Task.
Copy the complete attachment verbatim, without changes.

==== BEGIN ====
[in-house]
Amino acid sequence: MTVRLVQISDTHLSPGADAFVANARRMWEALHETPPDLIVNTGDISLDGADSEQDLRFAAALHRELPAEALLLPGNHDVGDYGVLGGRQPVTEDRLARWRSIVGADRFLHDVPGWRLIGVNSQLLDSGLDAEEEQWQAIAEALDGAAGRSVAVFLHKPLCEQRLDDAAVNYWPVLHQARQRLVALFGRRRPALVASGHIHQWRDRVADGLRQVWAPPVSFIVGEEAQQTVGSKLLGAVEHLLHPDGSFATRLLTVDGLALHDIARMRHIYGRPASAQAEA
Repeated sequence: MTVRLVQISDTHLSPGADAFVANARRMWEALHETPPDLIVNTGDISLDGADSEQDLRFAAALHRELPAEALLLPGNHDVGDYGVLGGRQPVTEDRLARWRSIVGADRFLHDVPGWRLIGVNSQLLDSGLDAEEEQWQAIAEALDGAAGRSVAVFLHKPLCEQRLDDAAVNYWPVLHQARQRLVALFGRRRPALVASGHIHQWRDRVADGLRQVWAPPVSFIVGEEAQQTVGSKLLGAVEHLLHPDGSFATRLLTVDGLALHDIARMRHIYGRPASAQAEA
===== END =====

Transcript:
[in-house]
Amino acid sequence: MTVRLVQISDTHLSPGADAFVANARRMWEALHETPPDLIVNTGDISLDGADSEQDLRFAAALHRELPAEALLLPGNHDVGDYGVLGGRQPVTEDRLARWRSIVGADRFLHDVPGWRLIGVNSQLLDSGLDAEEEQWQAIAEALDGAAGRSVAVFLHKPLCEQRLDDAAVNYWPVLHQARQRLVALFGRRRPALVASGHIHQWRDRVADGLRQVWAPPVSFIVGEEAQQTVGSKLLGAVEHLLHPDGSFATRLLTVDGLALHDIARMRHIYGRPASAQAEA
Repeated sequence: MTVRLVQISDTHLSPGADAFVANARRMWEALHETPPDLIVNTGDISLDGADSEQDLRFAAALHRELPAEALLLPGNHDVGDYGVLGGRQPVTEDRLARWRSIVGADRFLHDVPGWRLIGVNSQLLDSGLDAEEEQWQAIAEALDGAAGRSVAVFLHKPLCEQRLDDAAVNYWPVLHQARQRLVALFGRRRPALVASGHIHQWRDRVADGLRQVWAPPVSFIVGEEAQQTVGSKLLGAVEHLLHPDGSFATRLLTVDGLALHDIARMRHIYGRPASAQAEA